Finally, for companies with fewer than 20 employees, Medicare becomes primary coverage. Workers and/or their spouses who are 65 or older must enroll in Medicare Parts A & B.
While employees must enroll in Medicare on their own, a little help from HR can go a long way. When questions about Medicare eligibility and enrollment arise, never hesitate to encourage a visit to a local Social Security Administration office or Medicare.gov.
Major insurers are reporting that value-based care initiatives are yielding good results for payers, providers and patients. Employer groups and individuals covered under insured plans, Medicare and Medicaid, are receiving more consistent, quality care that is easier to navigate. This is music to the ears of Alex Azar, HHS secretary, who has been a strong supporter of value-based care.
While the concept of value-based care dates back to the Obama administration, Azar believes it can accomplish more. In a recent speech to the Federation of American Hospitals, he advocated for enabling consumers to gain more control over their health information, increasing transparency from providers and payers and easing government burdens in both Medicare and Medicaid.
In a previous newsletter, we discussed bundling introduced by Medicare which focuses on orthopedic and cardiac procedures. Through the mandatory initiative for comprehensive care for joint replacements (CJR), which became policy in 2016, some 800 hospitals are participating in the program.
While some sources report the results of bundling as mixed, Medicare reports that joint replacement payments increased by approximately 5% nationally, but decreased 8% for BPCI participants. One large health system achieved a 20.8% episode decrease and another reported a significantly shorter prolonged length of stay – a sign of fewer complications resulting from surgery.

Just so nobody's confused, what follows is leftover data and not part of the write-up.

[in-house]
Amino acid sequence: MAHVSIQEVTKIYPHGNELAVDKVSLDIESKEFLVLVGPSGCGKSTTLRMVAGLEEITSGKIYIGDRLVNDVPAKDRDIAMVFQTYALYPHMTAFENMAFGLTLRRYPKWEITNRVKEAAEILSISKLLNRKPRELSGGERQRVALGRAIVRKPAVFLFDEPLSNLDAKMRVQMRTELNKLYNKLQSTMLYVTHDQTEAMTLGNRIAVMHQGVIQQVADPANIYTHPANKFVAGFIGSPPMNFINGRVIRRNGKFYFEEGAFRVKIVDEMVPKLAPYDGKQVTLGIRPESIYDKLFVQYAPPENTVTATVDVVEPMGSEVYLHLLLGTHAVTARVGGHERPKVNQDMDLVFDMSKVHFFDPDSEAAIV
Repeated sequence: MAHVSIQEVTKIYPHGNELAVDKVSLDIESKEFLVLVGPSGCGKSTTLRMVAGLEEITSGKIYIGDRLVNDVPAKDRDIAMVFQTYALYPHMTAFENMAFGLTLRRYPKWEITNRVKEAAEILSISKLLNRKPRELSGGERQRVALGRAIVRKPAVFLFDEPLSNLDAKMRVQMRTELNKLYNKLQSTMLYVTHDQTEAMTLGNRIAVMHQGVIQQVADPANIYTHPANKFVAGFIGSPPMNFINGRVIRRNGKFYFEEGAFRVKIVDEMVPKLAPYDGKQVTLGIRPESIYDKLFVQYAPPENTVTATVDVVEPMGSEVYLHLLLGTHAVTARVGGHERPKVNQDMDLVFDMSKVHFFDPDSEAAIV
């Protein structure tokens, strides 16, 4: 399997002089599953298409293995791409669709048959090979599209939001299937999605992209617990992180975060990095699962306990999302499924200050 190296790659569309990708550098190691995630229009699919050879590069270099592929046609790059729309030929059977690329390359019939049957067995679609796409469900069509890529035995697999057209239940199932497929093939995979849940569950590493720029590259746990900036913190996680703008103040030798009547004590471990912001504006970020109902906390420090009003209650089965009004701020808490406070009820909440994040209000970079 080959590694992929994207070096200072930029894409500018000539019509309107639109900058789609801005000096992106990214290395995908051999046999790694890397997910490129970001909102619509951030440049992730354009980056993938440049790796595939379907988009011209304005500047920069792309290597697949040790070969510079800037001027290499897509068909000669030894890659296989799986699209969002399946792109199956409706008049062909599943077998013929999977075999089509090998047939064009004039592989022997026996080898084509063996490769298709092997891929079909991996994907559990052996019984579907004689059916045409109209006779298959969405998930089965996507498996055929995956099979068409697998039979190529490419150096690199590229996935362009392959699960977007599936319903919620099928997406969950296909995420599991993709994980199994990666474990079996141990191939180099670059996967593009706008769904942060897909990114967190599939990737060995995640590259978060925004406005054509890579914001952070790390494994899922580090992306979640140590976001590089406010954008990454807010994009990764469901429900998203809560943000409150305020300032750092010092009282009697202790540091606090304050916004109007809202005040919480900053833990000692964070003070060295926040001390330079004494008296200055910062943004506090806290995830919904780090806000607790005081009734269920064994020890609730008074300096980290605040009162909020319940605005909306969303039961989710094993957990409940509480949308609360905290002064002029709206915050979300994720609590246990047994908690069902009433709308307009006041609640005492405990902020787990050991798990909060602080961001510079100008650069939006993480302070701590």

Providers, both acute and post-acute, shared in the savings and indications are that post-acute savings were achieved because their care was bundled, placing these providers at risk. Even though efforts to repeal and replace or modify the Affordable Care Act are on hold, more healthcare providers and payers can be expected to embrace bundling going forward.
In preparation for the Medicare fall open enrollment period, employers sponsoring group health plans that include prescription drug coverage are required to notify all Medicare-eligible individuals whether such coverage is “creditable” under the law. Creditable coverage means that the coverage is expected to pay, on average, as much as the standard Medicare prescription drug coverage.
Written Disclosure to Individuals
Employers can satisfy this notice requirement by providing a written disclosure notice annually by October 14, and at various other times as required under the law, to the following individuals:
Medicare-eligible active working individuals and their dependents (including a Medicare-eligible individual when he or she joins the group health plan);
Medicare-eligible COBRA individuals and their dependents;
Medicare-eligible disabled individuals covered under an employer’s prescription drug plan; and
Any retirees and their dependents.
Model notices are available from the Centers for Medicare & Medicaid Services (CMS).
Online Disclosure to CMS Also Required
Additionally, employers are required to complete an online disclosure to CMS to report the creditable coverage status of their prescription drug coverage. This disclosure must be completed annually no later than 60 days from the beginning of a plan year, and at certain other times.
Our section on Medicare further details how the program impacts group health plans.